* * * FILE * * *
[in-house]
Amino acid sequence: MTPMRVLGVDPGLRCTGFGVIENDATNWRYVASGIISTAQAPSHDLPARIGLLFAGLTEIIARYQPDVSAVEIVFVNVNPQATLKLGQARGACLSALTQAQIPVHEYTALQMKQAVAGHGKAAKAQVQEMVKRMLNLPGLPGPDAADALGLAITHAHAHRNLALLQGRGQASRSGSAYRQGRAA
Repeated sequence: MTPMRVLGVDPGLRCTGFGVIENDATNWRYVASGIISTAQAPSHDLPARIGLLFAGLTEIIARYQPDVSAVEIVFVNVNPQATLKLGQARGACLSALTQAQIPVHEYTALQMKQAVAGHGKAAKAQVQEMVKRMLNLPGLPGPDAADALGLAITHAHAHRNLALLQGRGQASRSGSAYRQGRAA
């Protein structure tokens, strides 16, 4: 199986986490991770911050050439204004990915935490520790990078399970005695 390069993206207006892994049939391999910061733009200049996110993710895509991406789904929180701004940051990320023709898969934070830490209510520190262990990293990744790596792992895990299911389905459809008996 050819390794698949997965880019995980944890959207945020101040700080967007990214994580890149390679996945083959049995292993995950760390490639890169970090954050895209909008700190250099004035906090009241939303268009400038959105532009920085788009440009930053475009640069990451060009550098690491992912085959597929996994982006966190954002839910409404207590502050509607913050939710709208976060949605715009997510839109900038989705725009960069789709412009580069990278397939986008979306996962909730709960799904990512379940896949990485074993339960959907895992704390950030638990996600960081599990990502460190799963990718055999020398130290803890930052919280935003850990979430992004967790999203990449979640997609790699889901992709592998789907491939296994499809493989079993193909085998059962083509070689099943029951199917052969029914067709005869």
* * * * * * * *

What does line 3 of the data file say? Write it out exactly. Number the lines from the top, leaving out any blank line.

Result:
Repeated sequence: MTPMRVLGVDPGLRCTGFGVIENDATNWRYVASGIISTAQAPSHDLPARIGLLFAGLTEIIARYQPDVSAVEIVFVNVNPQATLKLGQARGACLSALTQAQIPVHEYTALQMKQAVAGHGKAAKAQVQEMVKRMLNLPGLPGPDAADALGLAITHAHAHRNLALLQGRGQASRSGSAYRQGRAA